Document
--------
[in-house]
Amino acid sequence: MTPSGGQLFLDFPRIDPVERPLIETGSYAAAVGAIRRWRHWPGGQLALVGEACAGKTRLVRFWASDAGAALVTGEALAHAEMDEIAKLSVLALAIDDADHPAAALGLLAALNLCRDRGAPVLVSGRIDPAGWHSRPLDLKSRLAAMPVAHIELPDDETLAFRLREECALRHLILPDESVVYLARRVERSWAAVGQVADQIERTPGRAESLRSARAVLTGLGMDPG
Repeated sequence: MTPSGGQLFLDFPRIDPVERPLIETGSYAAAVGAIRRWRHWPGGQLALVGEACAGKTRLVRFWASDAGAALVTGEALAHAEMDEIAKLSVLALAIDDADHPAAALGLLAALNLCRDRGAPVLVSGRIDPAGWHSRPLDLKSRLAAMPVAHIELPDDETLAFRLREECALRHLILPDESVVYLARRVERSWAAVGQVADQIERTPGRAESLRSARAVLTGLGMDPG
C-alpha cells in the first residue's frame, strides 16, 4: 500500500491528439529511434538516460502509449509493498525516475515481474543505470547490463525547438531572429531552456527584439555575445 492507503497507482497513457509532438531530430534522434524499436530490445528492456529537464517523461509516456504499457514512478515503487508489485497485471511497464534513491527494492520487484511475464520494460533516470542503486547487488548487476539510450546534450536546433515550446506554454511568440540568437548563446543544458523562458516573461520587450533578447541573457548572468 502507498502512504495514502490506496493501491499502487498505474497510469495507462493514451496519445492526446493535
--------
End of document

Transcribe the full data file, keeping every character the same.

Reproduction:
[in-house]
Amino acid sequence: MTPSGGQLFLDFPRIDPVERPLIETGSYAAAVGAIRRWRHWPGGQLALVGEACAGKTRLVRFWASDAGAALVTGEALAHAEMDEIAKLSVLALAIDDADHPAAALGLLAALNLCRDRGAPVLVSGRIDPAGWHSRPLDLKSRLAAMPVAHIELPDDETLAFRLREECALRHLILPDESVVYLARRVERSWAAVGQVADQIERTPGRAESLRSARAVLTGLGMDPG
Repeated sequence: MTPSGGQLFLDFPRIDPVERPLIETGSYAAAVGAIRRWRHWPGGQLALVGEACAGKTRLVRFWASDAGAALVTGEALAHAEMDEIAKLSVLALAIDDADHPAAALGLLAALNLCRDRGAPVLVSGRIDPAGWHSRPLDLKSRLAAMPVAHIELPDDETLAFRLREECALRHLILPDESVVYLARRVERSWAAVGQVADQIERTPGRAESLRSARAVLTGLGMDPG
C-alpha cells in the first residue's frame, strides 16, 4: 500500500491528439529511434538516460502509449509493498525516475515481474543505470547490463525547438531572429531552456527584439555575445 492507503497507482497513457509532438531530430534522434524499436530490445528492456529537464517523461509516456504499457514512478515503487508489485497485471511497464534513491527494492520487484511475464520494460533516470542503486547487488548487476539510450546534450536546433515550446506554454511568440540568437548563446543544458523562458516573461520587450533578447541573457548572468 502507498502512504495514502490506496493501491499502487498505474497510469495507462493514451496519445492526446493535